Jun 03, 2016, 10:22AM

Paralyzing Perfectionism

Waiting and wasting decades trying to follow up your debut.

Avalanches.jpg?ixlib=rails 2.1

Yesterday, The Avalanches announced Wildflower, their first album in 16 years. Their only full-length record, Since I Left You, was acclaimed at the time but has largely been forgotten, remembered mostly by those who were around to hear about the hype, get the record and wait years for something else. Disappearing after your debut is rude. Barring any tragedy or sudden religious conversion, you should follow through for the fans and get over the sophomore slump or whatever sense of fatal perfectionism is keeping you from moving on. Josh Dibb, aka Deakin, of Animal Collective finally released his first solo album, Sleep Cycle, a couple of months ago, six years after first announcing it through a Kickstarter campaign to fund a trip to Mali. Around 2012, the backers of the project started getting antsy and Dibb had to make a mea culpa right as Animal Collective’s Centipede Hz came out. Back then, and again this year in the handful of interviews he’s given, Dibb cited severe self doubt and poor self esteem: “It was really difficult for me to ever put effort into making my own stuff without feeling the weight of, ‘This isn't going to be as good as anything John Lennon ever did,’ or whatever.”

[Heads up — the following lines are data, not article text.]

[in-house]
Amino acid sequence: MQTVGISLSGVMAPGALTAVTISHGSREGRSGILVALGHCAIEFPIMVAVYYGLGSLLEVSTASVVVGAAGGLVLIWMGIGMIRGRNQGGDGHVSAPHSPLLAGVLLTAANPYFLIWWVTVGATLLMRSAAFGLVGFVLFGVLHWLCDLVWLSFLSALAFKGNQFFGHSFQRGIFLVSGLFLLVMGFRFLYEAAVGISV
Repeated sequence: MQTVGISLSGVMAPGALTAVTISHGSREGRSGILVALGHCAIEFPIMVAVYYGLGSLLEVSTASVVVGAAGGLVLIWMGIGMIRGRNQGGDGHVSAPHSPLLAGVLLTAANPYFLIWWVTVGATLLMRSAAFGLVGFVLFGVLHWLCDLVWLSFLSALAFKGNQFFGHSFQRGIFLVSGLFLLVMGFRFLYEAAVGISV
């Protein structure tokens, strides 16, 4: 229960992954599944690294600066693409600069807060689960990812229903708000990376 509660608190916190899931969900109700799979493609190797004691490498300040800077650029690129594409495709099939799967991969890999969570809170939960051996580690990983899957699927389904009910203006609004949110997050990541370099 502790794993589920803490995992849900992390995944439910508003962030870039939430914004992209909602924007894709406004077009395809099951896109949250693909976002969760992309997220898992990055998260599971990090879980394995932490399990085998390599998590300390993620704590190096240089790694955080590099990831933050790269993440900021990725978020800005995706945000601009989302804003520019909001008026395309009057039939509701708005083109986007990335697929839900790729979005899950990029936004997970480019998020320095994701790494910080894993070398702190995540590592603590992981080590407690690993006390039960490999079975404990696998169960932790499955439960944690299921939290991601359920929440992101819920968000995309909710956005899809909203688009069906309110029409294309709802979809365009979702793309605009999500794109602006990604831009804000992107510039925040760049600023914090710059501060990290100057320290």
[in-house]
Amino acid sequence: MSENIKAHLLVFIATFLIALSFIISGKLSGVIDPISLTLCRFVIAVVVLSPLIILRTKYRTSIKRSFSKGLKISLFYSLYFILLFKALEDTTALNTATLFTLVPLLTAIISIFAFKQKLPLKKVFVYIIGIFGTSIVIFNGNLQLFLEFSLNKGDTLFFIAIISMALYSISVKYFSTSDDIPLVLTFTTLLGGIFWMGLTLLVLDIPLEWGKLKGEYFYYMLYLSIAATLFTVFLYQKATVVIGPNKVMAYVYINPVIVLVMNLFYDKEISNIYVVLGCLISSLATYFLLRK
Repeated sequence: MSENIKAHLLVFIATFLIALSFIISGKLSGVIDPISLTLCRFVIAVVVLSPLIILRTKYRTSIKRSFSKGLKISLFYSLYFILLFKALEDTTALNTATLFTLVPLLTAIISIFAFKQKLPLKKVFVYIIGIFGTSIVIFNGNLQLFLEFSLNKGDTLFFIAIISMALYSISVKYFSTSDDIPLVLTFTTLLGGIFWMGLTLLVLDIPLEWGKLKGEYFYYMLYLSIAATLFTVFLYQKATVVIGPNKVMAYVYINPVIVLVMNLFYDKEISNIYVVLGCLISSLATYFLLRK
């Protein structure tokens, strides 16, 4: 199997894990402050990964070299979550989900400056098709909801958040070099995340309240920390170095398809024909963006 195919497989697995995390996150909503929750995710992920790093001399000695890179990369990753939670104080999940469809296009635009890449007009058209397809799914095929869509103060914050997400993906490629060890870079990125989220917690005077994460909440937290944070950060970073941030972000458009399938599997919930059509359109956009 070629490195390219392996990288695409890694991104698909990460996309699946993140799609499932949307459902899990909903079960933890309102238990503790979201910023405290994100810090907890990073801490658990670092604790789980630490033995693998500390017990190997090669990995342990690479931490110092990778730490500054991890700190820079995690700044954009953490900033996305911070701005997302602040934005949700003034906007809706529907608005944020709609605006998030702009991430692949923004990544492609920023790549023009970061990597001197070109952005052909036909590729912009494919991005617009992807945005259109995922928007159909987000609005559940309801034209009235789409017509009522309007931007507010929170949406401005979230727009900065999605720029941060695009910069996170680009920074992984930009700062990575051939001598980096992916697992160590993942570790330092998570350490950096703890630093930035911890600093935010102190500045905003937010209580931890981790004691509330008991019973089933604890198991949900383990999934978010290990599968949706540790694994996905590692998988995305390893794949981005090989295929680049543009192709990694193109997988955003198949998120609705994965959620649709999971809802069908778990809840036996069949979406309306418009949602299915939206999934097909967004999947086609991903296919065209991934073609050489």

What’s the point of having another album by The Avalanches in 2016? No doubt their fans are happy, albeit skeptical about the first single “Frankie Sinatra,” but the band’s moment has passed. That’s not to say that The Avalanches were ever riding some massive cultural or trend wave—Since I Left You was a buzz record that appeared on a lot of year-end lists but hasn’t really endured in the consciousness the same way that Endtroducing….. by DJ Shadow or Person Pitch by Panda Bear has, if I can lump a few plunder-phonics records here. You can’t just put out a record that’s utterly sui generis and then disappear and leave everyone hanging. Because when the next release finally does come out years later, the feeling has passed. The best example of this is My Bloody Valentine: there was a 22-year wait in between Loveless and 2013’s mbv. Does anyone remember anything about that record? It was so disappointing because yes, this would’ve been perfect in 1993, or 1995, with half a dozen records that followed it.

There were so many years after Loveless that people just got used to it as all they had, and all they needed. Chinese Democracy by Guns ’n’ Roses is the classic example, but outside of commercial pressures and radio trends, Kevin Shields with mbv proved that the longer you wait, the bigger any enemy your legacy becomes, especially if it’s one or two records. Don’t hold your breath for anything breathtaking from The Avalanches, it’s just been too long. 

—Follow Nicky Smith on Twitter: @MUGGER1992


Register or Login to leave a comment